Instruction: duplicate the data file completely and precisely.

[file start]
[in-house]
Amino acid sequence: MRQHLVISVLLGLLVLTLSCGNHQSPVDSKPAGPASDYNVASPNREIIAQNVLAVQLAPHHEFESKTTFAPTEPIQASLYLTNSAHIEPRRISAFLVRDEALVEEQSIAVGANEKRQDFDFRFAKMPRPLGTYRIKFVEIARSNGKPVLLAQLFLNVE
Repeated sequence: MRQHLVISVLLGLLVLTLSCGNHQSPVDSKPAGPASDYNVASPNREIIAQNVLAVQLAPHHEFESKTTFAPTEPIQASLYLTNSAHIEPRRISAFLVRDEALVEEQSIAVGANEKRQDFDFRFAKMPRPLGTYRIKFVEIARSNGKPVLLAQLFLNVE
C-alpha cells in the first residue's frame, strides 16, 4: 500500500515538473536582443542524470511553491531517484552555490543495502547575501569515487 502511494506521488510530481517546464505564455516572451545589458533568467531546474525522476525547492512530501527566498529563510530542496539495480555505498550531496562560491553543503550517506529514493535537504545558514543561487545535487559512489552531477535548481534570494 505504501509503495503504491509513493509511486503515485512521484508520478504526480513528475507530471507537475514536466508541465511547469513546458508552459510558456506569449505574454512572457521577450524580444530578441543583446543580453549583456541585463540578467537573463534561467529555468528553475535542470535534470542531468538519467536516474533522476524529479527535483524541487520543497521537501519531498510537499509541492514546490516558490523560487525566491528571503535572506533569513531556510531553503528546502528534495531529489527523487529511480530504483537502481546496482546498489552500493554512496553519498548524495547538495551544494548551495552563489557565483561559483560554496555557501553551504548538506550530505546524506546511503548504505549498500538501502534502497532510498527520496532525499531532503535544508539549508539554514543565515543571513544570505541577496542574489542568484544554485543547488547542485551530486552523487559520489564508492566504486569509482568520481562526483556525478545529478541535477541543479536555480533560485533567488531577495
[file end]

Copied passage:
[in-house]
Amino acid sequence: MRQHLVISVLLGLLVLTLSCGNHQSPVDSKPAGPASDYNVASPNREIIAQNVLAVQLAPHHEFESKTTFAPTEPIQASLYLTNSAHIEPRRISAFLVRDEALVEEQSIAVGANEKRQDFDFRFAKMPRPLGTYRIKFVEIARSNGKPVLLAQLFLNVE
Repeated sequence: MRQHLVISVLLGLLVLTLSCGNHQSPVDSKPAGPASDYNVASPNREIIAQNVLAVQLAPHHEFESKTTFAPTEPIQASLYLTNSAHIEPRRISAFLVRDEALVEEQSIAVGANEKRQDFDFRFAKMPRPLGTYRIKFVEIARSNGKPVLLAQLFLNVE
C-alpha cells in the first residue's frame, strides 16, 4: 500500500515538473536582443542524470511553491531517484552555490543495502547575501569515487 502511494506521488510530481517546464505564455516572451545589458533568467531546474525522476525547492512530501527566498529563510530542496539495480555505498550531496562560491553543503550517506529514493535537504545558514543561487545535487559512489552531477535548481534570494 505504501509503495503504491509513493509511486503515485512521484508520478504526480513528475507530471507537475514536466508541465511547469513546458508552459510558456506569449505574454512572457521577450524580444530578441543583446543580453549583456541585463540578467537573463534561467529555468528553475535542470535534470542531468538519467536516474533522476524529479527535483524541487520543497521537501519531498510537499509541492514546490516558490523560487525566491528571503535572506533569513531556510531553503528546502528534495531529489527523487529511480530504483537502481546496482546498489552500493554512496553519498548524495547538495551544494548551495552563489557565483561559483560554496555557501553551504548538506550530505546524506546511503548504505549498500538501502534502497532510498527520496532525499531532503535544508539549508539554514543565515543571513544570505541577496542574489542568484544554485543547488547542485551530486552523487559520489564508492566504486569509482568520481562526483556525478545529478541535477541543479536555480533560485533567488531577495